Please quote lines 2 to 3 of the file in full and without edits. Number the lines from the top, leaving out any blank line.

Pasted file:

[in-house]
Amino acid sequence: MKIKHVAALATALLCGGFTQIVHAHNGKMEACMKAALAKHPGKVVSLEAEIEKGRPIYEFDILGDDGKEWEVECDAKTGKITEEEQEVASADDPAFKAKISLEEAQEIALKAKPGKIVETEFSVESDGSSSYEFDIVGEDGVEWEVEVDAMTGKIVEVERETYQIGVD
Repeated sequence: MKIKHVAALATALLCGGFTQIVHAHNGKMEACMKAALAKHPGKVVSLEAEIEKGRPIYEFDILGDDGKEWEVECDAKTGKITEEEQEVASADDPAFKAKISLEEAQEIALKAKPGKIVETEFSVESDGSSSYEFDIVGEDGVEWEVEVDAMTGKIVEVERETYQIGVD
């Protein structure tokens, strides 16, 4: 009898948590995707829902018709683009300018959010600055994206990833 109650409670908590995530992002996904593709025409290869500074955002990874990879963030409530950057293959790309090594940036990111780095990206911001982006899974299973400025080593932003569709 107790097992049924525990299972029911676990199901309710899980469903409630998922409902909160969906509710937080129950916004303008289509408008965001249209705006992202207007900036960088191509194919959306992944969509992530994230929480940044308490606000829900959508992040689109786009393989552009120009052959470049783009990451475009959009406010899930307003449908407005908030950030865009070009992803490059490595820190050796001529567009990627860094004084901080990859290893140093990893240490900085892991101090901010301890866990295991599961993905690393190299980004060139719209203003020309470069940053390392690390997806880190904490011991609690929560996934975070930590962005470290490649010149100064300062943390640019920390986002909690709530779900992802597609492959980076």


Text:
Amino acid sequence: MKIKHVAALATALLCGGFTQIVHAHNGKMEACMKAALAKHPGKVVSLEAEIEKGRPIYEFDILGDDGKEWEVECDAKTGKITEEEQEVASADDPAFKAKISLEEAQEIALKAKPGKIVETEFSVESDGSSSYEFDIVGEDGVEWEVEVDAMTGKIVEVERETYQIGVD
Repeated sequence: MKIKHVAALATALLCGGFTQIVHAHNGKMEACMKAALAKHPGKVVSLEAEIEKGRPIYEFDILGDDGKEWEVECDAKTGKITEEEQEVASADDPAFKAKISLEEAQEIALKAKPGKIVETEFSVESDGSSSYEFDIVGEDGVEWEVEVDAMTGKIVEVERETYQIGVD